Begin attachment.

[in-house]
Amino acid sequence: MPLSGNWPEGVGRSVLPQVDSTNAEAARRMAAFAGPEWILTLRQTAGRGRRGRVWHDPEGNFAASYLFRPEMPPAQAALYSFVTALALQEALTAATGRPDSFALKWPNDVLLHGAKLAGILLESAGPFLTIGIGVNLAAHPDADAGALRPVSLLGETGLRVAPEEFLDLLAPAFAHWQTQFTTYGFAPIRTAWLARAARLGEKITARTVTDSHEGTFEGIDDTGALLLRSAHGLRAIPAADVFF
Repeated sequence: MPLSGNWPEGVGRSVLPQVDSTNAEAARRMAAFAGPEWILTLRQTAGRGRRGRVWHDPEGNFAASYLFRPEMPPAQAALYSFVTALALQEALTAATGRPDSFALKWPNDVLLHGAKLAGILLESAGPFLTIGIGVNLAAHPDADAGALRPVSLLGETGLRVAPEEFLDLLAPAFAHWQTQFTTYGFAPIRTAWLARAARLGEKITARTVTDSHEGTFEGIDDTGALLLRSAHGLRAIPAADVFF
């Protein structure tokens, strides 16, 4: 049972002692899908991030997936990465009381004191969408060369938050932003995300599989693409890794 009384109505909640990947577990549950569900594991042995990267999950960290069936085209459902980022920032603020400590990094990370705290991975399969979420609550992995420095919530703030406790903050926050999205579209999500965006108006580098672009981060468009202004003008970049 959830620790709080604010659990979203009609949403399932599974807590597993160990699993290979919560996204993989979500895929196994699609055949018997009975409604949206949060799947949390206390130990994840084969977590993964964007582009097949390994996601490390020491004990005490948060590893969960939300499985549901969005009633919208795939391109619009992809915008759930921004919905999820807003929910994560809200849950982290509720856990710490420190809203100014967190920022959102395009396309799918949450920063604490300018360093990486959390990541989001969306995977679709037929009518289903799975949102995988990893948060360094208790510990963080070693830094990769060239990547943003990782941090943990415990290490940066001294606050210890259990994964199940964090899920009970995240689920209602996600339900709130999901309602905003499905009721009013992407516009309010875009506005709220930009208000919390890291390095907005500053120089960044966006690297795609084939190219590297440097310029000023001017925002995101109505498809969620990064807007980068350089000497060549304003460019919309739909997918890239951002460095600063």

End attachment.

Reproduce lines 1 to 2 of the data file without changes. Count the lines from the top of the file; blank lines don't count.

[in-house]
Amino acid sequence: MPLSGNWPEGVGRSVLPQVDSTNAEAARRMAAFAGPEWILTLRQTAGRGRRGRVWHDPEGNFAASYLFRPEMPPAQAALYSFVTALALQEALTAATGRPDSFALKWPNDVLLHGAKLAGILLESAGPFLTIGIGVNLAAHPDADAGALRPVSLLGETGLRVAPEEFLDLLAPAFAHWQTQFTTYGFAPIRTAWLARAARLGEKITARTVTDSHEGTFEGIDDTGALLLRSAHGLRAIPAADVFF